Hunting

Utah DWR Launches Massive Patrol Effort

By December 11, 2015 February 15th, 2016 No Comments

Officers need your help

This winter is not a good time to try to kill a mule deer illegally in Utah.

Conservation officers with the Division of Wildlife Resources are conducting massive patrols on ranges on which deer congregate in the winter. They’re conducting the patrols with one goal in mind: to protect Utah’s mule deer from poachers.

Tony Wood, chief of the DWR’s Law Enforcement Section, says in the winter, deer congregate on ranges at lower elevations. As large groups of deer bunch together, they provide poachers with an enticing target. But the deers’ behavior helps wildlife officers too: it directs them to areas where poaching will most likely happen.

Officers aren’t focusing their efforts entirely on popular winter ranges, though. “If there’s an area in Utah that attracts mule deer in the winter,” Wood says, “we’re watching it.”

Wood encourages you to get involved.

“This winter,” he says, “before you travel to an area where deer congregate, program 1-800-662-3337 into your cell phone. That’s our Turn-in-a-Poacher hotline number. If you see anything suspicious, call us. The hotline is staffed 24 hours a day, seven days a week.”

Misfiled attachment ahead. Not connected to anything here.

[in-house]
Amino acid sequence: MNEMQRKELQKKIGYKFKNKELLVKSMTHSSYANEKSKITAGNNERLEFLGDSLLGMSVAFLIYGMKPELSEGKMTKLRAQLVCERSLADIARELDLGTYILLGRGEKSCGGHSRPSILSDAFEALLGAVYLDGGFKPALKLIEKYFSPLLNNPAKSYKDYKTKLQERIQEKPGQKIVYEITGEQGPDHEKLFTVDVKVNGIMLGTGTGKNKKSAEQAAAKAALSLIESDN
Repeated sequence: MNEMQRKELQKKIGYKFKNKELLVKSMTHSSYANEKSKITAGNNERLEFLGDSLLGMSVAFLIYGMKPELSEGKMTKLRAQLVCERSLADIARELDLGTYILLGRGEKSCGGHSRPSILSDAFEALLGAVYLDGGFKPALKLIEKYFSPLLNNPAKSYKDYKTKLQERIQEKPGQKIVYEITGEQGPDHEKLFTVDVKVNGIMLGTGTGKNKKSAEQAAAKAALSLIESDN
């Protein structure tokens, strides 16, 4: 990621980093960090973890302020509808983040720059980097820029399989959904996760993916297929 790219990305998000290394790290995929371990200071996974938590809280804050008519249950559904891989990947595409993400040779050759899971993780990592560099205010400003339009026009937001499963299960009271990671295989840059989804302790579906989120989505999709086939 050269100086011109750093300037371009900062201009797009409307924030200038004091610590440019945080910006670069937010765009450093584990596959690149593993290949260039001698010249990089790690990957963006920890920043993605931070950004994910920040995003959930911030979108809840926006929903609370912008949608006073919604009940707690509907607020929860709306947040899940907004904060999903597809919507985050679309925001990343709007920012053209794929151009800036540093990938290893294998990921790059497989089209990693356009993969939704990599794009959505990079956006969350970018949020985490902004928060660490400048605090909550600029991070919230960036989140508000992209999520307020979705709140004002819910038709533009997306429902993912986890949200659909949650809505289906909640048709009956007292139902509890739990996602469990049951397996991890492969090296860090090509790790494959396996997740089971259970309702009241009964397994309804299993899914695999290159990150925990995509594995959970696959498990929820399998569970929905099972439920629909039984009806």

Patrol efforts

Wood says DWR officers are doing the following this winter:

– Patrolling winter ranges at night. Officers are conducting these patrols on land and from the air.

– Conducting saturation patrols that put several DWR officers on the same piece of winter range at the same time.

Wood says winter range patrols are underway across Utah. The patrols will continue until the deer shed their antlers this spring.

Poachers take a big toll

So far in 2015, wildlife officers have documented the illegal killing of 208 mule deer in Utah.

Most of the deer were bucks. The antlers on 16 of the bucks were big enough to place the deer in a trophy category.

“If you’re a hunter or someone who enjoys watching deer,” Wood says, “you would have been thrilled to have taken or seen any of these bucks. Poachers took that chance from you.”

The monetary value of the animals to Utah’s citizens is $204,800.

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